# Ex 1.14 Lagrange equations for L’

Structure and Interpretation of Classical Mechanics

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Show by direct calculation that the Lagrange equations for $\displaystyle{L'}$ are satisfied if the Lagrange equations for $\displaystyle{L}$ are satisfied.

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Equation (1.69): $\displaystyle{C \circ \Gamma[q'] = \Gamma[q]}$

Equation (1.70): $\displaystyle{L' = L \circ C}$

Equation (1.71): $\displaystyle{L' \circ \Gamma[q'] = L \circ C \circ \Gamma[q'] = L \circ \Gamma[q]}$

The Lagrange equation: \displaystyle{ \begin{aligned} D ( \partial_2 L \circ \Gamma[q]) - (\partial_1 L \circ \Gamma[q]) &= 0 \\ \end{aligned}}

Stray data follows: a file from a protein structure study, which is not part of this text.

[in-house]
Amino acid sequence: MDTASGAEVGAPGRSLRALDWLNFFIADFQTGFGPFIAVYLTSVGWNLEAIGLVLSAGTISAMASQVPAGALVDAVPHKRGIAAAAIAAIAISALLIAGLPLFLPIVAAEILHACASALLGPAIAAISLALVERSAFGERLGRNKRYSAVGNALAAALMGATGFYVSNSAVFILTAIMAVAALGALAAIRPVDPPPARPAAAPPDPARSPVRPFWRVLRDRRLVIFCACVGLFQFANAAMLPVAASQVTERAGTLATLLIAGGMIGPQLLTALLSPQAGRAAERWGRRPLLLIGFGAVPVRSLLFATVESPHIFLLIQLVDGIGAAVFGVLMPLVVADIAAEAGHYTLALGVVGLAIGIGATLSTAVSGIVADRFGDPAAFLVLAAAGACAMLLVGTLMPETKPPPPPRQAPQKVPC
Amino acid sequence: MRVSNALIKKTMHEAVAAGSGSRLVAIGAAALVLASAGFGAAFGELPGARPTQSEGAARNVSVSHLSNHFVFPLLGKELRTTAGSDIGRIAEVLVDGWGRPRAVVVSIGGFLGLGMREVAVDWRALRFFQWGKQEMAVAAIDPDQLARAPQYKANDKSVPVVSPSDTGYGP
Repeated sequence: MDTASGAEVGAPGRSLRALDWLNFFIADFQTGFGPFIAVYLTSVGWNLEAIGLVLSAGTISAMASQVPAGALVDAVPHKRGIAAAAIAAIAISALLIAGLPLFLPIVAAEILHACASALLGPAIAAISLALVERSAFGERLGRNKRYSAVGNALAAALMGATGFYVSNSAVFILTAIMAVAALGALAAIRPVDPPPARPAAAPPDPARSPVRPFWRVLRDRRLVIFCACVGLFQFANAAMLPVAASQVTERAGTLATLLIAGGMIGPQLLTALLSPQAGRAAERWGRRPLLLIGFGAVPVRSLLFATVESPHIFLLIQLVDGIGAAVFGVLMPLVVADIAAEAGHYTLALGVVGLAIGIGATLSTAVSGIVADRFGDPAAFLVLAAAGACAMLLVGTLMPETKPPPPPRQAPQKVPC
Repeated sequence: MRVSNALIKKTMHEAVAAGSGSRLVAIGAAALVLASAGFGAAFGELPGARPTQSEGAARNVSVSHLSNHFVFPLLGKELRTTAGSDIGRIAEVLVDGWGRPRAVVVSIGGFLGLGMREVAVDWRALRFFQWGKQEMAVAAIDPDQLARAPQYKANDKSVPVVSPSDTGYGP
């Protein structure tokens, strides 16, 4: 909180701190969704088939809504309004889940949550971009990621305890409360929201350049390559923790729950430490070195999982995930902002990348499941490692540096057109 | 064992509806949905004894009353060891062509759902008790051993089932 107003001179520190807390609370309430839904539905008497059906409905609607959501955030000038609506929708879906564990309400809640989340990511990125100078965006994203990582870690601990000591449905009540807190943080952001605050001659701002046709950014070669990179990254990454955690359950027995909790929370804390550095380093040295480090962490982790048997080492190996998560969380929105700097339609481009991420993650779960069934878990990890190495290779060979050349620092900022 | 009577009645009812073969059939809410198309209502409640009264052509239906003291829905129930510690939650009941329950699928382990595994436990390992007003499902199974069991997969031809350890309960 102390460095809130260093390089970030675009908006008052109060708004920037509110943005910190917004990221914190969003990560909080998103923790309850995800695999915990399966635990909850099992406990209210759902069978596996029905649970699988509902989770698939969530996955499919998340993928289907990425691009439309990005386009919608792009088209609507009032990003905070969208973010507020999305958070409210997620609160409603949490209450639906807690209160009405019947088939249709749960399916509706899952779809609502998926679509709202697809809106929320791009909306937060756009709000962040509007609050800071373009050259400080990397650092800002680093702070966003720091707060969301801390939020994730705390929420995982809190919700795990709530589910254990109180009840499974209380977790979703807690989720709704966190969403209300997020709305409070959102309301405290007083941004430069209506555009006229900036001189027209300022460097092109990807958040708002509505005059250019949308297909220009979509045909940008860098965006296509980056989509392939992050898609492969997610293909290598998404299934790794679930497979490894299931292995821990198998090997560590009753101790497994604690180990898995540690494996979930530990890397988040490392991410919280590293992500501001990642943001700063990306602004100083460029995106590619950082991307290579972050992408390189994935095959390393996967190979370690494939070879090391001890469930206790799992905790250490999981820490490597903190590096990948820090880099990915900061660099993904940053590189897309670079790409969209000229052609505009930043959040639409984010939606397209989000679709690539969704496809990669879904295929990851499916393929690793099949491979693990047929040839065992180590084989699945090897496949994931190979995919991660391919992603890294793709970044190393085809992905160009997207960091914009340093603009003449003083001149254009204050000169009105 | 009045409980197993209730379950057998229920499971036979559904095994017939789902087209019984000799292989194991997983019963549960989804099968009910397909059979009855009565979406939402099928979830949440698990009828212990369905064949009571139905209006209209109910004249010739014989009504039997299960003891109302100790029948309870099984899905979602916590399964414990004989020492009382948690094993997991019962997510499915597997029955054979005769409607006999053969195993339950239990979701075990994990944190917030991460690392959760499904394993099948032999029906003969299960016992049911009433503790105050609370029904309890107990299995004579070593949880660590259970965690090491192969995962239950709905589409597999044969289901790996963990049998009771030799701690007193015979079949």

. \displaystyle{ \begin{aligned} &\partial_2 L \circ \Gamma[q] \\ &= \frac{\partial}{\partial v} L(t, x, v) \\ &= \frac{\partial}{\partial v} L'(t, x', v') \\ &= \frac{\partial}{\partial x'} L'(t, x', v') \frac{\partial x'}{\partial v} + \frac{\partial}{\partial v'} L'(t, x', v') \frac{\partial v'}{\partial v} \\ \end{aligned}}

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Since it is just a coordinate transformation $\displaystyle{x = F(t, x')}$, $\displaystyle{x}$ has no explicitly dependent on $\displaystyle{v'}$. Similarly, if we consider the coordinate transformation $\displaystyle{x' = G(t, x)}$, $\displaystyle{x'}$ has no explicitly dependent on $\displaystyle{v}$. So \displaystyle{ \begin{aligned} \frac{\partial x'}{\partial v} &= 0 \\ \end{aligned}}

. \displaystyle{ \begin{aligned} &\partial_2 L \circ \Gamma[q] \\ &= \frac{\partial}{\partial v'} L'(t, x', v') \frac{\partial v'}{\partial v} \\ \end{aligned}}

— Me@2020-12-28 04:03:24 PM

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